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Crop Biotech Update

Global Team of Experts Reinventing Sugarcane for More Applications

March 20, 2019

Gene editing of sugarcane for renewable energy and bio-plastics could sustain the industry in the face of falling global demand for sugar.

Professor Robert Henry from Queenslands Alliance for Agriculture and Food Innovation (QAAFI) of the University of Queensland is using gene editing to develop sugarcane to effectively produce biofuels and bioplastics. Together with a global team of experts and as part of a project with US Joint Genome Institute, Prof. Henry is sequencing the sugarcane genome. Full genome sequence is expected to be decoded by 2020.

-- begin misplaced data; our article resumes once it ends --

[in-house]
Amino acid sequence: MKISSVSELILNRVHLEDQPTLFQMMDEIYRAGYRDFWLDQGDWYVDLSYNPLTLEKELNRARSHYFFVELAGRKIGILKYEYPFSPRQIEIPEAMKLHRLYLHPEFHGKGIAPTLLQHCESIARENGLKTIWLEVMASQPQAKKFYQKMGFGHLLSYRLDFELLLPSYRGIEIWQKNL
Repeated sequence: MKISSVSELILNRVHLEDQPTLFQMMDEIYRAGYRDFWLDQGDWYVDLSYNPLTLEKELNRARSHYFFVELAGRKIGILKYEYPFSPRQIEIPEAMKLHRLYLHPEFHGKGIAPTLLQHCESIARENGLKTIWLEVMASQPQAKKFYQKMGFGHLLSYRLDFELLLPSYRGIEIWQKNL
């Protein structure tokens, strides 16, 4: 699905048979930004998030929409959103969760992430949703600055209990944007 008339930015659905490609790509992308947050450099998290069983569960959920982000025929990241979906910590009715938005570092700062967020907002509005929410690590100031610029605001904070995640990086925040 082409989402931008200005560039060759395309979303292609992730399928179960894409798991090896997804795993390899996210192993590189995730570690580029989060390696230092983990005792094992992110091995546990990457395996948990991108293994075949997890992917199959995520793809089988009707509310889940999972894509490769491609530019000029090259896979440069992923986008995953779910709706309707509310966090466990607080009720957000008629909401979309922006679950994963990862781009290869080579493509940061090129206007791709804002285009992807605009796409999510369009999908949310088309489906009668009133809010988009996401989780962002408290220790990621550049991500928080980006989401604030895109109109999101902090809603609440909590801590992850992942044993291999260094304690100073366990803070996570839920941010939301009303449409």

"Having sugar's genetic template will allow us to look at growing sugarcane as a biofuel and a source of 100 percent recyclable bioplastic, making it a substitute for petroleum in the production of countless items from cosmetics to car parts," he said. "It's about reinventing sugarcane as a crop with a wider range of end uses, and sugarcane is ideal for renewables because it is fast-growing with abundant biomass," he added.

Read more from the University of Queensland.